Surely, that was not going to be enough. It is not going to be enough in web 3. And, in fact, it’s even worse in web 3 than in web 2 because of two things. Web 3 is all about ownership, right? Whereas web 2, one of the biggest challenges of web 2 is how to monetize interactions online in web 2. The solution that was found was advertisement.
So, that is, if you’d like, the primary monetization model for web 2. Now, web3, it’s not about advertisement.
Web 3 is about exchanging value, actual payment, because now we could track interactions and we could incentivize interactions with tokens that can now be exchanged for real-world value.
In that context, the sense that we were having at Access Copyright and Prescient was that this is going to increase the incentives for bad actors. And not only that, we’re in a distributed environment.
So, how do you find that neck to choke that you’re now going to sue to take this down? How do you stop that smart contract from continuing to circulate once it’s been out there? How difficult is it going to be for creators and for rights holders to now deal with bad actors and piracy?
That’s where we decided that, as an organization that is focused on ensuring that creators get paid when their works are used, that that’s what we needed to solve for and that we should look to blockchain technology in order to help solve the attribution problem, this is what we called it, ‘the attribution problem,’ out of the gate.
This is probably when you saw me in Frankfurt, we started going out there and talking to creators and publishers in all different areas of creative endeavors, ‘Hey, guys, there’s this thing called ‘blockchain’ coming down that is going to redefine our interactions.
As a creative sector, we better be architects of this new infrastructure or we may be harmed by it instead of enabled by it.
Joanna: I love that, ‘We better be architects.’ I’m always saying we have to be involved in these discussions, otherwise the tech bros are going to design it all for us.
And so, I love that you’re involved, and that’s why I wanted to make it clear that you understand copyright, you understand the law, and you’re coming at it this way.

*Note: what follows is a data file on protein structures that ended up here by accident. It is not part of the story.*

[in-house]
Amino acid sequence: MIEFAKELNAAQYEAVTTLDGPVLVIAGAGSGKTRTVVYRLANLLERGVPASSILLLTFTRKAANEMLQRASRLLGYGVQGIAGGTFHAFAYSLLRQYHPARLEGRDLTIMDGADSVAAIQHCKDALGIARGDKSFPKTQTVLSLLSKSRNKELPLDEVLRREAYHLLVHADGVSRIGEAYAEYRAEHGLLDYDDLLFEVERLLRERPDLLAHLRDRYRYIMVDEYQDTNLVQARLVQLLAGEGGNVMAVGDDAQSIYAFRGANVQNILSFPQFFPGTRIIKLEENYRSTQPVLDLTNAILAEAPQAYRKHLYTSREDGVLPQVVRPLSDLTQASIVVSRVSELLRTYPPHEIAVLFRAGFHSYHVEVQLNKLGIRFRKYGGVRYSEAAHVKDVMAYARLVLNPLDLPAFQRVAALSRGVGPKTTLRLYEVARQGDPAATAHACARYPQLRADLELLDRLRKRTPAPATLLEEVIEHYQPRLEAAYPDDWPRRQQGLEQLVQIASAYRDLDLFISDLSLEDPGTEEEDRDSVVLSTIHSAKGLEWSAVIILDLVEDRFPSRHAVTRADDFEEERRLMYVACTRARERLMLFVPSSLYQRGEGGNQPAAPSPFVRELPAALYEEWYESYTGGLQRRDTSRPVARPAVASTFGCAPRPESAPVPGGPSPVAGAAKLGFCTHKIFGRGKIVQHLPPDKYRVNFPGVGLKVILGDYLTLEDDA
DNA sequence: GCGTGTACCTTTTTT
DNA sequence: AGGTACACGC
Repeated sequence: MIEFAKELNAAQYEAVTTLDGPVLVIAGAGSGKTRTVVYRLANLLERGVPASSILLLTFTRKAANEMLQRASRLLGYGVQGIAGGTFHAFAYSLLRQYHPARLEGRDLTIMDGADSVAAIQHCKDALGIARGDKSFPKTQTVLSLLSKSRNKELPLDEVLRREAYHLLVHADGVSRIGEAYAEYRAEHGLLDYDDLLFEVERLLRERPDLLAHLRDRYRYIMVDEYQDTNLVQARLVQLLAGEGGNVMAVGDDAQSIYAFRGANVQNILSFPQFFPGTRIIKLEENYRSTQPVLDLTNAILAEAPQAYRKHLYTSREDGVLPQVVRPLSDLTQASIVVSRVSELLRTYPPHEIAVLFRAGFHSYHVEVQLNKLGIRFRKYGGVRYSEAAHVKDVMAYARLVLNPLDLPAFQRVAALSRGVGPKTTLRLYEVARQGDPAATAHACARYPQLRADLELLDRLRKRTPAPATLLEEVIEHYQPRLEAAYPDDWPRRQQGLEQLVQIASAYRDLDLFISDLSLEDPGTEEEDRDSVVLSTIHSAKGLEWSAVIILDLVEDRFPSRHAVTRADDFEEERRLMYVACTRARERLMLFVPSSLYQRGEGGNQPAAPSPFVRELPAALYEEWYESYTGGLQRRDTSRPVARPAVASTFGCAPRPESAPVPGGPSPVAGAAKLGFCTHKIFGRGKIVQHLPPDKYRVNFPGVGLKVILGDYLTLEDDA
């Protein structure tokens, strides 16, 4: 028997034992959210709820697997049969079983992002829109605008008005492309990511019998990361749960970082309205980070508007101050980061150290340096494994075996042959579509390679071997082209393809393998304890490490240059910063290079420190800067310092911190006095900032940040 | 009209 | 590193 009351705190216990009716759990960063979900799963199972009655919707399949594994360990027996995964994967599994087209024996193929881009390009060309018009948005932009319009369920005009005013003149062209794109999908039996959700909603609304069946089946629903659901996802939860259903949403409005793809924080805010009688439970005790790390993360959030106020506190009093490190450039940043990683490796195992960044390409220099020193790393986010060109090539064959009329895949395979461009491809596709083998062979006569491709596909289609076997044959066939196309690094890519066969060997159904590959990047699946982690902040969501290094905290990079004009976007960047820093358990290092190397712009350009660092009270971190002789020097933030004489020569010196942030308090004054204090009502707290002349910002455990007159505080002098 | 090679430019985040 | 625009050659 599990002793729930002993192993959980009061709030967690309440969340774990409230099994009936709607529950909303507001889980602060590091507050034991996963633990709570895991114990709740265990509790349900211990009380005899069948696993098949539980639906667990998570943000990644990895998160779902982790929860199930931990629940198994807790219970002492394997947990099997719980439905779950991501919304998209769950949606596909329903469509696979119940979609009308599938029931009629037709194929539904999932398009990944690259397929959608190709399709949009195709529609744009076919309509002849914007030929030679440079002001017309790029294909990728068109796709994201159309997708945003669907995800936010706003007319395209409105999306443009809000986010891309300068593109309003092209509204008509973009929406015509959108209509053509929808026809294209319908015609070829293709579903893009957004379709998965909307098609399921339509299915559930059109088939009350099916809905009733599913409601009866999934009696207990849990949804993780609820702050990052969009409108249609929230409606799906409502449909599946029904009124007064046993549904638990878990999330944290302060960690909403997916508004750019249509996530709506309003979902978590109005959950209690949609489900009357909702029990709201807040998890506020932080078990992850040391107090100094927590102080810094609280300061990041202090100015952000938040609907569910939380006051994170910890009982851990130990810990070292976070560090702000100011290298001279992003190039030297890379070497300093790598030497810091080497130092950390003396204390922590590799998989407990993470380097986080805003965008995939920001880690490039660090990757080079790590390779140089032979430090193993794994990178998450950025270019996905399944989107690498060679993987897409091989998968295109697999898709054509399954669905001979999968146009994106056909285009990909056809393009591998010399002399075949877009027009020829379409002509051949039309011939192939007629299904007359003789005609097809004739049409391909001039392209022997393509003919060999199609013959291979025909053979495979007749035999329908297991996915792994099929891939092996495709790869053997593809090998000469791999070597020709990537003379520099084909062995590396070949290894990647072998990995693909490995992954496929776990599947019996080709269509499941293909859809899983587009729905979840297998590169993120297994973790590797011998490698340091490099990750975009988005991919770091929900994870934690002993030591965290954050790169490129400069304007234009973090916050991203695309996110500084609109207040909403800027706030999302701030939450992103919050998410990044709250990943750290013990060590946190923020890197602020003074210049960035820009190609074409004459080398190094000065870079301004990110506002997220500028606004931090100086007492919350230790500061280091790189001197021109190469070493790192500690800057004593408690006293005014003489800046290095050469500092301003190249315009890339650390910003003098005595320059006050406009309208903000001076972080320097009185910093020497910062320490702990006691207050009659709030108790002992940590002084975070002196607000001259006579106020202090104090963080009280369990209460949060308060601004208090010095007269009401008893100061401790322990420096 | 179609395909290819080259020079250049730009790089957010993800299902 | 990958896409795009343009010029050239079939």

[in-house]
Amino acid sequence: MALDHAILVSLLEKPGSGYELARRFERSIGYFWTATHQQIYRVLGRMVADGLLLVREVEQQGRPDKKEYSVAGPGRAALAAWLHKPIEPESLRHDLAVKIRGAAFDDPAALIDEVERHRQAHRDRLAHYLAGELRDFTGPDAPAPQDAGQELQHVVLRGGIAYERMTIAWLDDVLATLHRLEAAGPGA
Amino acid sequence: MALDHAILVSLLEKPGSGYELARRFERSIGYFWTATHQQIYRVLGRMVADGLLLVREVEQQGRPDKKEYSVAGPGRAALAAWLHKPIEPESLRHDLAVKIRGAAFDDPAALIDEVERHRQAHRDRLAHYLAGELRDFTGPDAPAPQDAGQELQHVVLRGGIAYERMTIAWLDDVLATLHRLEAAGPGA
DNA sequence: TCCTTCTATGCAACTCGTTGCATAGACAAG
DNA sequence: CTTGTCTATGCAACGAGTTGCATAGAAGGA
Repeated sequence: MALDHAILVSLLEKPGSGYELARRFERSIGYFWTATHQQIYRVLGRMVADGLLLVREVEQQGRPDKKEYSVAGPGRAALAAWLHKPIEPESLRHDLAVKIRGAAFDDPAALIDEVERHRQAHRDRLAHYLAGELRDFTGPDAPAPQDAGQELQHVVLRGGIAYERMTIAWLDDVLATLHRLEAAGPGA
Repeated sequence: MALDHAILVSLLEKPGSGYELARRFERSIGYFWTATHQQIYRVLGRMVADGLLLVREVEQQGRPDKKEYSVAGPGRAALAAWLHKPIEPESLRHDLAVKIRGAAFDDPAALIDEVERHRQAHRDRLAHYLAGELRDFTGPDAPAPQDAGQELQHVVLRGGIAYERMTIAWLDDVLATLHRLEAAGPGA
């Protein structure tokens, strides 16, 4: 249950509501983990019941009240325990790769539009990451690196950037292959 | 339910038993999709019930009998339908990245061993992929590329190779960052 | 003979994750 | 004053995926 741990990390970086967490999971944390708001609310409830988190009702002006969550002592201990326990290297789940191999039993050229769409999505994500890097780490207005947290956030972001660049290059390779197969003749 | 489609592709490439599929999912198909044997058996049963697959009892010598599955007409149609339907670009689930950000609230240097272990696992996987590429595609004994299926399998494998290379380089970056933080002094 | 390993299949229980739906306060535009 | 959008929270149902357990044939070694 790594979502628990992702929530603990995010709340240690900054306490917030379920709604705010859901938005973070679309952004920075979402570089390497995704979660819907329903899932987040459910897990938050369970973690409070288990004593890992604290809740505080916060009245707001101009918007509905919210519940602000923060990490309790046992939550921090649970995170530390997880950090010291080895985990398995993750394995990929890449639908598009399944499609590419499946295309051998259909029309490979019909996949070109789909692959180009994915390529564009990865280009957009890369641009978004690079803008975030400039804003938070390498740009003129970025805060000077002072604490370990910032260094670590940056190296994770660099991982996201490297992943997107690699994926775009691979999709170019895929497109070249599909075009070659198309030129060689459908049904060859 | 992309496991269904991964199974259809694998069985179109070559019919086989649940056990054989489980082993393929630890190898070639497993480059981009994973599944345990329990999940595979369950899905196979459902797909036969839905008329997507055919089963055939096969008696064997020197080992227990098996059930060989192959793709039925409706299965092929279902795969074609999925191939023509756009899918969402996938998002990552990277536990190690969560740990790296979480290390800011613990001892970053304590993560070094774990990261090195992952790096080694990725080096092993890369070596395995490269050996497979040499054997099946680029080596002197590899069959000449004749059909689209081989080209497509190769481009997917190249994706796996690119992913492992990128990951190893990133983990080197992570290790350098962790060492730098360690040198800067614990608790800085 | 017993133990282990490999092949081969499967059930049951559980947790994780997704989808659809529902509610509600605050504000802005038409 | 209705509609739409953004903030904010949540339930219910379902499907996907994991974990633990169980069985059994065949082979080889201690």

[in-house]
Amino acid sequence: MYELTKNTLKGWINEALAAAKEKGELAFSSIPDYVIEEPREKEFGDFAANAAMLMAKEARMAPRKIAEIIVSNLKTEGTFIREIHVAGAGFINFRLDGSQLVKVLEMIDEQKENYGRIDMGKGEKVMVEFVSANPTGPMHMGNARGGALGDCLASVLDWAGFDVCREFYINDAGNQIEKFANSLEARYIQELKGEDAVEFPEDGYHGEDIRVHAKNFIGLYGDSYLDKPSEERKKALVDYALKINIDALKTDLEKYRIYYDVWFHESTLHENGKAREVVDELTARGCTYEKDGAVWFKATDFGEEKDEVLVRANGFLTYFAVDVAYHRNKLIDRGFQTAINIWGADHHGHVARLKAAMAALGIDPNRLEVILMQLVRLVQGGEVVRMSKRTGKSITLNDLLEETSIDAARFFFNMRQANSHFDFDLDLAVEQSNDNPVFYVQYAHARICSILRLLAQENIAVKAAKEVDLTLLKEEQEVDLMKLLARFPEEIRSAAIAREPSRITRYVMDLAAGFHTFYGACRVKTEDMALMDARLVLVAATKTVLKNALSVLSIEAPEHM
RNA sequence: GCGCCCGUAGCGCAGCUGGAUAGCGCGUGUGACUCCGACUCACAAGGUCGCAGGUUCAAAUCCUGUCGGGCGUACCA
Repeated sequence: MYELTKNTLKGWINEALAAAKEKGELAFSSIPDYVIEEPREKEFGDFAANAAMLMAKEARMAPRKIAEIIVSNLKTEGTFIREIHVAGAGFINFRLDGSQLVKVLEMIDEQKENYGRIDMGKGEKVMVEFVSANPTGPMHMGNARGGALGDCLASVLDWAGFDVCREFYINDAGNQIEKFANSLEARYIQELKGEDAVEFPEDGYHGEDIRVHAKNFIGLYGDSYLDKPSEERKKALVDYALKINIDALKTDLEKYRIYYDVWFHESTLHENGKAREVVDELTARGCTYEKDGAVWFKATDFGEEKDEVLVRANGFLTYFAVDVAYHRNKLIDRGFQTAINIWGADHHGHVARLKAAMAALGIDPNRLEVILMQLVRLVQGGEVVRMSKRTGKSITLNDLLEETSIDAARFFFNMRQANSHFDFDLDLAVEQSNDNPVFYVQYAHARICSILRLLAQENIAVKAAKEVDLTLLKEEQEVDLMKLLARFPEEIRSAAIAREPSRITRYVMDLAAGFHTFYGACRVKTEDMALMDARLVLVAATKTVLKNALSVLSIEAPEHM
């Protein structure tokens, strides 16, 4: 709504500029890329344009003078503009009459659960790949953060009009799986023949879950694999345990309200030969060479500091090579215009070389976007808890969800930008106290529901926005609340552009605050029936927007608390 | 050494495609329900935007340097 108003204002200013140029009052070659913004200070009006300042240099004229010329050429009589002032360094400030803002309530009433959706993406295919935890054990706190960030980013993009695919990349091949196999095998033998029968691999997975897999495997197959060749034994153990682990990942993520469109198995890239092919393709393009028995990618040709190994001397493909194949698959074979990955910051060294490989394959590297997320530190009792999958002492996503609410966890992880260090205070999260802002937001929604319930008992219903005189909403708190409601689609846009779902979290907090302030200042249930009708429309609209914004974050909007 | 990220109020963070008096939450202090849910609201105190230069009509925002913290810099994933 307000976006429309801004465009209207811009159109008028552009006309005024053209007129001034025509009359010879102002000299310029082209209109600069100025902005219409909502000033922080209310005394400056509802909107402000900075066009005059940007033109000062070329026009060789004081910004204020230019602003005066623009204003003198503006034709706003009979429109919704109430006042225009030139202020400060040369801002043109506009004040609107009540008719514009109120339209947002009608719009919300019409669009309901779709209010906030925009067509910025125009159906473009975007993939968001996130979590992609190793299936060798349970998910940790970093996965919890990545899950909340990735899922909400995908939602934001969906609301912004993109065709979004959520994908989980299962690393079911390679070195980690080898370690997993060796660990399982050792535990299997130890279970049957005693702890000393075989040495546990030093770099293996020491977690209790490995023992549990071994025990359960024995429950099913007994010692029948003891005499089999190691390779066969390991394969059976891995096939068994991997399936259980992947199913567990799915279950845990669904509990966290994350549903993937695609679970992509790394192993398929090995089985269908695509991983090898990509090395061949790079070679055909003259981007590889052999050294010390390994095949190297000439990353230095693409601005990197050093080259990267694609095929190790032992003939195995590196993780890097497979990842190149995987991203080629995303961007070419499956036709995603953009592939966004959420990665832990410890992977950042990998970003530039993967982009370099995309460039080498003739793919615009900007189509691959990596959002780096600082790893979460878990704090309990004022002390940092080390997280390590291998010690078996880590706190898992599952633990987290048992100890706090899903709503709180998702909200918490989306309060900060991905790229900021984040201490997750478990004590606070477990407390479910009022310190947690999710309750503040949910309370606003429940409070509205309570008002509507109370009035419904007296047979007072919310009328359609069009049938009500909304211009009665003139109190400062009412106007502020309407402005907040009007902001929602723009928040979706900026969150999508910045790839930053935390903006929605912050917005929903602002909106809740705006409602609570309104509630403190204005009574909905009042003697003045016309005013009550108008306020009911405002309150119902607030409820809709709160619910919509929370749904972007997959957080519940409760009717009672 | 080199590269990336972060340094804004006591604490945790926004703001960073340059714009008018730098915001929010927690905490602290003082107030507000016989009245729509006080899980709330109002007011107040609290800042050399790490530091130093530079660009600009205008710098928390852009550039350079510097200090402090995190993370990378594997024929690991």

So, we’re going to come back on a number of different things. I know it’s really interesting about this attribution problem. And, of course, anyone can upload a book to Amazon as well and they do some checks against whatever they check and they ask us for proof of copyright.
How are you going about solving that attribution problem? What are the things in process?
Roanie: In order to solve the attribution problem, we believe that three things need to be immutably connected. And the connection between these three things needs to be open and transparent for everybody to see, because this is the only way that we can actually fix the stuff that is not connected properly.
Those three things is a digital representation of the creative work. It’s digital representation, so, if you’d like, a fingerprint of the creative work. It needs to be connected with metadata about the work and the rightful owner, the person who’s able to say yes or no to a use so that we know what the work is.
As computers talk to other computers, they are able to exchange digital files and say, ‘Okay, I know what the work is and I know this file, this digital asset, is the same as this digital asset. And I know what it is because I’ve got metadata and I know who to contact in order to verify whether this use has been authorized or not.’
These three things need to be connected. And there’s different technologies in order to connect these three things.
A few years ago, as I was out there trying to get people interested, wanting to work with us to solve this attribution problem, we also realized that we probably needed to start building this, start trying to solve for this and maybe even services that use this connection, this, what we were calling at the time, the attribution ledger.